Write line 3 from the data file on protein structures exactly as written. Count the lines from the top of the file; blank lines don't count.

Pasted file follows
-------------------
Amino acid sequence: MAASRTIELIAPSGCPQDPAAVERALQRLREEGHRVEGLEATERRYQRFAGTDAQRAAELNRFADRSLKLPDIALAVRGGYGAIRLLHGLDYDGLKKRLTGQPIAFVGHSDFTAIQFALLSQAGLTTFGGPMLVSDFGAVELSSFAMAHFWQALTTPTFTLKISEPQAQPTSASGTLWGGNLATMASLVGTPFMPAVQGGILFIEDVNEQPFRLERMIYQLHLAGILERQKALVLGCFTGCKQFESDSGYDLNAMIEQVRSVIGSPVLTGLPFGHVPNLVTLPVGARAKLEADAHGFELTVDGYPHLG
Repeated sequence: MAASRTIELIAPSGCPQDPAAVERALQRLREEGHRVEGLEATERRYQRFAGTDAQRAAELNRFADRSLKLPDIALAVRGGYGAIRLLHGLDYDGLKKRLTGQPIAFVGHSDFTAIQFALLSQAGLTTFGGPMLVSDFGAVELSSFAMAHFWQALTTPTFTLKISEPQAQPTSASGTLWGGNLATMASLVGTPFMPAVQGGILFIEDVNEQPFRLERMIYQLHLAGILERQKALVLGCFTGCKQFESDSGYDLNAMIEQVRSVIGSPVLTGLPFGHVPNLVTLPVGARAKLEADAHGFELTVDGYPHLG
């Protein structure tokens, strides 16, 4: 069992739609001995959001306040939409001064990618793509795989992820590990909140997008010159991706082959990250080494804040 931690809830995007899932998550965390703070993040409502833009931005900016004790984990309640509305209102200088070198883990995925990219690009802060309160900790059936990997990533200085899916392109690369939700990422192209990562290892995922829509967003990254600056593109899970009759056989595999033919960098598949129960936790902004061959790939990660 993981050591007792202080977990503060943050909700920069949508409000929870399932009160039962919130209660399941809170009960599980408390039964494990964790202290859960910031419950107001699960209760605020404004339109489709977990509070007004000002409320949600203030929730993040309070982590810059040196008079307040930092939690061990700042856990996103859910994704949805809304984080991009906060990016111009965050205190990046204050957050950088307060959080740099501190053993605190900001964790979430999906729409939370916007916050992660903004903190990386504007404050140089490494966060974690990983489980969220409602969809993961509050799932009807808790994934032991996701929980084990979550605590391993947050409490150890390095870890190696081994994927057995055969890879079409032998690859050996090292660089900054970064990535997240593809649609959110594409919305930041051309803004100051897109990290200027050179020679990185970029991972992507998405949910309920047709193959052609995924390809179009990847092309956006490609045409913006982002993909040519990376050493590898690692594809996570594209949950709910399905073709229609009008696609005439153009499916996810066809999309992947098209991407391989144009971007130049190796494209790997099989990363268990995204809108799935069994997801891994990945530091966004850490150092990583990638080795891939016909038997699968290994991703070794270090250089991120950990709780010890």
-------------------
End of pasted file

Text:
């Protein structure tokens, strides 16, 4: 069992739609001995959001306040939409001064990618793509795989992820590990909140997008010159991706082959990250080494804040 931690809830995007899932998550965390703070993040409502833009931005900016004790984990309640509305209102200088070198883990995925990219690009802060309160900790059936990997990533200085899916392109690369939700990422192209990562290892995922829509967003990254600056593109899970009759056989595999033919960098598949129960936790902004061959790939990660 993981050591007792202080977990503060943050909700920069949508409000929870399932009160039962919130209660399941809170009960599980408390039964494990964790202290859960910031419950107001699960209760605020404004339109489709977990509070007004000002409320949600203030929730993040309070982590810059040196008079307040930092939690061990700042856990996103859910994704949805809304984080991009906060990016111009965050205190990046204050957050950088307060959080740099501190053993605190900001964790979430999906729409939370916007916050992660903004903190990386504007404050140089490494966060974690990983489980969220409602969809993961509050799932009807808790994934032991996701929980084990979550605590391993947050409490150890390095870890190696081994994927057995055969890879079409032998690859050996090292660089900054970064990535997240593809649609959110594409919305930041051309803004100051897109990290200027050179020679990185970029991972992507998405949910309920047709193959052609995924390809179009990847092309956006490609045409913006982002993909040519990376050493590898690692594809996570594209949950709910399905073709229609009008696609005439153009499916996810066809999309992947098209991407391989144009971007130049190796494209790997099989990363268990995204809108799935069994997801891994990945530091966004850490150092990583990638080795891939016909038997699968290994991703070794270090250089991120950990709780010890």